“Kevin did a tremendous job in the spring,” Clark says. “He wins a lot of balls because he is able to step in well and close in on the players he is defending. Kevin has the type of attacking mentality I want all of our defenders to have. He moves forward well and has good acceleration from the backfield.”
Freshman Jack Stewart has a similar style of play to that of Greg Martin and should be in the mix to see considerable playing time this season. He is big and strong with solid fundamental skills. With his athletic versatility, he can also play in the midfield area. An experienced player, Stewart was a member of both the under-16 and under-18 national teams. Selected as the California Player of the Year by the NSCAA, he played in a school-record 102 games during his career and scored 42 goals while dishing off 40 assists.
“Jack has tremendous potential and talent,” Clark says. “He has considerable experience with the national team prorgram. His greatest assests are his size and skill. Jack has good size and uses his strength and height to his advantage when playing balls out of the air.”
Three-year team member Tim Storino gives the Irish additional depth the backfield. He is a solid all-around player who adds so much to program because of his strong work ethic and attitude, he continually challenges his teammates in practice. Storino uses his speed well and will be looking to see more playing time this season.
Freshmen Christopher High and Gianni Mauro give the Irish more options in the backfield. They are both left-footed players who may need some time to adjust to the college game before seeing significant playing time.
There will be plenty of competition in goal this season with the return of juniors Greg Tait and Cole Straub and the addition of freshman Chris Sawyer. Tait and Straub were the only two goalkeepers on the Irish roster a year ago, so the addition of the talented rookie will give Notre Dame tremendous depth at this position.
Tait started 11 of the 12 games he played, while Straub was a starter in six contests as the Irish registered a 1.19 goals against average as a team. Heading into the upcoming campaign, Tait looks to be the frontrunner after a tremendous spring, while Straub hopes to regain the form he had toward the latter half of the season.
Tait, a tall, lanky player who uses his height to his advantage, registered 3.5 shutouts, a 1.23 goals against average and .712 save percentage. The agile goalie allowed 15 goals in the 12 games he played and made 37 saves in 1095 minutes of action.
“Greg saw all of the minutes in the spring and certainly established himself during that time,” Clark says. “The experience he gained a year ago really benefited him in the spring. Greg can do a lot of things and uses his height to his his advantage.”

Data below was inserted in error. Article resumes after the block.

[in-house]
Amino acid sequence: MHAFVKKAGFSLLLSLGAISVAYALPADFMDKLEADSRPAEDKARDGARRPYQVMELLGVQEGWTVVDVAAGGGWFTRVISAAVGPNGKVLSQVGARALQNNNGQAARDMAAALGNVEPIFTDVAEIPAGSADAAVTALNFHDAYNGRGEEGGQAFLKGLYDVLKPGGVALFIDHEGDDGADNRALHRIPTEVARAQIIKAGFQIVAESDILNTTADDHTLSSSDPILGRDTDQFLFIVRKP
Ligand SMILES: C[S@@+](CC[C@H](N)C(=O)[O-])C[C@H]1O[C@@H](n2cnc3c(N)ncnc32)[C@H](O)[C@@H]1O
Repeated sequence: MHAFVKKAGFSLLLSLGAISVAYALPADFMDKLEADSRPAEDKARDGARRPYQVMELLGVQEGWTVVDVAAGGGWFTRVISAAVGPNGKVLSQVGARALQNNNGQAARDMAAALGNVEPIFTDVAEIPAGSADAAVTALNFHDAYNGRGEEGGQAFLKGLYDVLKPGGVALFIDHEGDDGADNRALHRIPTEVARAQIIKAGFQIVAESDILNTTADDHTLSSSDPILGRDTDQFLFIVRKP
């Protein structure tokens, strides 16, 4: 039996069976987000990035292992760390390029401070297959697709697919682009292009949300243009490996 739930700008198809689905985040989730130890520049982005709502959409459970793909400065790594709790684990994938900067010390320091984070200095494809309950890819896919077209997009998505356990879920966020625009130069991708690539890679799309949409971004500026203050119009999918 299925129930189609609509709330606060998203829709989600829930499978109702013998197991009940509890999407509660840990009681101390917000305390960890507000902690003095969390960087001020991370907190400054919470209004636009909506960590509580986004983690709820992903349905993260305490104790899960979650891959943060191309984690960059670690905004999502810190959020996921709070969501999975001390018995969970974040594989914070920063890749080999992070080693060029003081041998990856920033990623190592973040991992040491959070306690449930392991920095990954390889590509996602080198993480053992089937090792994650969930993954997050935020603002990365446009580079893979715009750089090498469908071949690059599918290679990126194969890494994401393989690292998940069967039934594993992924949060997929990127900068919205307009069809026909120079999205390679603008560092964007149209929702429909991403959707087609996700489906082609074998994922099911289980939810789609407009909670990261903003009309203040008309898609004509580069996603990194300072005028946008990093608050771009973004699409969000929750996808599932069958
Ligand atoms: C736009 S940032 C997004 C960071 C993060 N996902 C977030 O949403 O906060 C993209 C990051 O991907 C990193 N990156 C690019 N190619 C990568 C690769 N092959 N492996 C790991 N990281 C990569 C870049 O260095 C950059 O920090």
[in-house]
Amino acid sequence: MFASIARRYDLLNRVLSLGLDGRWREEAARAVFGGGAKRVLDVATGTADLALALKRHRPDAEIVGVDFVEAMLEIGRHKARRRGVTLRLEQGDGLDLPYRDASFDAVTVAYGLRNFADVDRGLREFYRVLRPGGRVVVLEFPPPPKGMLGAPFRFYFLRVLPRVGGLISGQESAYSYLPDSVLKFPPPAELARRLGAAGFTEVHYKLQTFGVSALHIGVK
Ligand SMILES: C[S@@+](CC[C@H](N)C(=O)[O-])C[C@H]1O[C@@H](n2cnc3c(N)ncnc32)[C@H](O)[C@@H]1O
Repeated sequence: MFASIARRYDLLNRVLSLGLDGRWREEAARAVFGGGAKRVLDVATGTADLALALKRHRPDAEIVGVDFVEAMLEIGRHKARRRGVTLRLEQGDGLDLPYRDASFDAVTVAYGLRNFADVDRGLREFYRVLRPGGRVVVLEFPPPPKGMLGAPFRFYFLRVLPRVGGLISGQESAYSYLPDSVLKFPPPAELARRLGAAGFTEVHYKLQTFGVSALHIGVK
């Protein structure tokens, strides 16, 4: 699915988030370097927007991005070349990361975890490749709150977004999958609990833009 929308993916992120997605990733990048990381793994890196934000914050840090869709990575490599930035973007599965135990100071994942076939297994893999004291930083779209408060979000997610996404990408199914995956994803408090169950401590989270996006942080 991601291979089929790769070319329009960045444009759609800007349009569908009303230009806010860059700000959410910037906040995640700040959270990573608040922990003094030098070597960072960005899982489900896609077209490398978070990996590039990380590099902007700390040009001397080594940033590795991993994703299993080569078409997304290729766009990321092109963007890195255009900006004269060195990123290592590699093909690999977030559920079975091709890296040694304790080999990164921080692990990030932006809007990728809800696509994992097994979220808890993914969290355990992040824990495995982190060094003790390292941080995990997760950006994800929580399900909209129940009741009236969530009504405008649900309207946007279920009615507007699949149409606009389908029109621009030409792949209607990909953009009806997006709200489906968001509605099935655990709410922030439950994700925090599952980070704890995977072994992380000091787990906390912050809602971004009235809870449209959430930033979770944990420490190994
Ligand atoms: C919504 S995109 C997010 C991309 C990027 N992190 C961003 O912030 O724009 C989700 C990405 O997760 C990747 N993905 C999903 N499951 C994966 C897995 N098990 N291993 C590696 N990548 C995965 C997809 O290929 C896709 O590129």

Straub started the final six games of the season and played a total of 495 minutes. He had a 1.09 goals against average and .793 save percentage while allowing just six goals, making 23 saves and registering 2.5 shutouts.
“We didn’t get a chance to see Cole play in the spring, but he certainly will be vying for a starting job,” Clark says. “He has proven that he can handle the pressure of being a starter and I look for him to provide a lot of competition for the other two goalkeepers.”
Sawyer was one of the top high school prospects in the country. Similar to Tait, he is very tall and has a physical presence around the goal area. He is an instinctive player with a good knowledge of the game. A three-year starter at Highlands Ranch, he posted a school-record 34 shutouts during his career, while recording a 50-5-3 mark.
“Chris has a tremendous understanding of the game and is a solid all-around player,” Clark says. “He has great instincts and is a good communicator on the field. I expect Chris to develop into an outstanding collegiate goalkeeper.”
The BIG EAST
Notre Dame begins its seventh year in the BIG EAST Conference as the Irish will look to improve on their ninth-place finish of a year ago. For just the second time since becoming a league member, the Irish failed to earn a berth in the eight-team conference championship.
As in previous season, the BIG EAST will be as strong as ever with defending national NCAA champion expected to challenge for top honors again. The addition of Virginia Tech to league competition only strengthens one of the nation’s best conferences.
Clark looks forward to the high level of play in the BIG EAST and anticipates that there will be significant challenges for his team in each conference contest.
“The BIG EAST is without question one of the premier men’s soccer conferences in the country,” Clark says. “The school have made a tremendous commitment to the sport. All of the coaches in this league have tremendous reputations and I have known many of them for a long time. I feel very comfortable coaching in this league.”